Upon completion of the ETD approval process, your thesis or dissertation is deposited into the Research Repository @ WVU. When submitting your ETD paperwork you choose how you would like your ETD to be made available.
- The University and ETD Task Force recommend making your ETD freely available worldwide.
- It should be noted that historically this option may have been perceived by a few book or journal publishers as “publishing” the work, thus they may have seen a conflict with this level of distribution of the thesis or dissertation. However, today the vast majority of publishers (in fact over 80%) support the archiving of a thesis or dissertation in an open access institutional repository such as the WVU ETD collection. Presently over 75% of WVU students use the open access option. Recent studies by Suber, Harnad, etc. demonstrate that scholars who deposit their works as open access increase their citation rates between 2 and 5 times more than simply relying on academic journal article publishing. The recognition factor is vital for budding scholars, hence we embrace open access to scholarship.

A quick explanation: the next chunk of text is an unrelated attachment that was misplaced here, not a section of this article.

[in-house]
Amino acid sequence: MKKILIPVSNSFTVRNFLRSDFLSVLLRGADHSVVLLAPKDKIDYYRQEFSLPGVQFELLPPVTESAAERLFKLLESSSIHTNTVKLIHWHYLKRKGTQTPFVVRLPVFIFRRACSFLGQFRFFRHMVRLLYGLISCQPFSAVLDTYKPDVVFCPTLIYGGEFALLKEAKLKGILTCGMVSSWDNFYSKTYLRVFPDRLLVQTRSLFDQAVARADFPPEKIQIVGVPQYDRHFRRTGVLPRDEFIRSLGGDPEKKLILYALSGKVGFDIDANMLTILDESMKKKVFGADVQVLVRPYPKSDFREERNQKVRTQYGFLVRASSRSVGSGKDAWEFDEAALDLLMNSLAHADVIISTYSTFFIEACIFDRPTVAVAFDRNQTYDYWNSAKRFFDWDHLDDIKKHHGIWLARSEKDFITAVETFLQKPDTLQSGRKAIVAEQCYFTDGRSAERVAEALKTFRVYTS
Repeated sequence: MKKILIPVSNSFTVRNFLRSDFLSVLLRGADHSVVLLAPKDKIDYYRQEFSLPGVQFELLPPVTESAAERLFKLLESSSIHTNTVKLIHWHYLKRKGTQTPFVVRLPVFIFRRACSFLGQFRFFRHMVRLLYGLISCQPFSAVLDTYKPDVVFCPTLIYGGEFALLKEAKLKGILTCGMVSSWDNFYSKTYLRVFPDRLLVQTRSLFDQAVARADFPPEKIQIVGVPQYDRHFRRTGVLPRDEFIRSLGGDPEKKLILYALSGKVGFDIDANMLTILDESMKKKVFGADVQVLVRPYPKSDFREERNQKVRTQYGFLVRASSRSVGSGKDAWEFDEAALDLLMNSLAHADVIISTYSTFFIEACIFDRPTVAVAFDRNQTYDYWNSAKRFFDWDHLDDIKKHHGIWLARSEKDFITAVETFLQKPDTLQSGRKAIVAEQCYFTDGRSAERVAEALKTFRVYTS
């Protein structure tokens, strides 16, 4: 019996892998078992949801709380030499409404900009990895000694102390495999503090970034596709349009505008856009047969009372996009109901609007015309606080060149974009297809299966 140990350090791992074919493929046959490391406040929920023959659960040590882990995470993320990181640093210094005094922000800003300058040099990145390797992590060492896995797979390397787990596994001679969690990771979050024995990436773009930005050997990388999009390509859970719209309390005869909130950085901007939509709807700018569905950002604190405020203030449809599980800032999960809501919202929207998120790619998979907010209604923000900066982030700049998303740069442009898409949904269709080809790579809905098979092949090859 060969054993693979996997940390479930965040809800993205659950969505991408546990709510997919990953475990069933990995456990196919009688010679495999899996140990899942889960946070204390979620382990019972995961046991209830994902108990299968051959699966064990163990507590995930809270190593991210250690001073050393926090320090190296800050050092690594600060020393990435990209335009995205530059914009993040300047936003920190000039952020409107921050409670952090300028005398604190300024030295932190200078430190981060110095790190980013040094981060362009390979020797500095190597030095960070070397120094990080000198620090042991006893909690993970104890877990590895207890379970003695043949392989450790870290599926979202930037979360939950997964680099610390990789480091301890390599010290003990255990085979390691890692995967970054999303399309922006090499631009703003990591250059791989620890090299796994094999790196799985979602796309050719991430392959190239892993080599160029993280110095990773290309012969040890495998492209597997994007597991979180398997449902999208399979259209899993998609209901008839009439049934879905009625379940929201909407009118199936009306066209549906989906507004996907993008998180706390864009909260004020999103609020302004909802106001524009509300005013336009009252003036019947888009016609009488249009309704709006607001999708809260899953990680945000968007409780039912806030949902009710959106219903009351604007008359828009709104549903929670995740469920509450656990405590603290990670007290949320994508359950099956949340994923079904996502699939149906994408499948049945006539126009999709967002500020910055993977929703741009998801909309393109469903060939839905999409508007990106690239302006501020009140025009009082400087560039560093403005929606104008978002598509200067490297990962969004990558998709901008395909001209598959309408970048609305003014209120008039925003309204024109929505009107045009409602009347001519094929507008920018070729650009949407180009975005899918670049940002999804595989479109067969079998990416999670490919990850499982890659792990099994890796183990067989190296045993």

- Students may choose “Open Access” at WVU while simultaneously choosing “Traditional Publishing” option via ProQuest (included in base ETD submission fee) at no additional cost.
- Makes the ETD freely available only to the WVU community (via login to the WVU eTD system) and as requested through the OCLC Interlibrary Loan (ILL) lending program.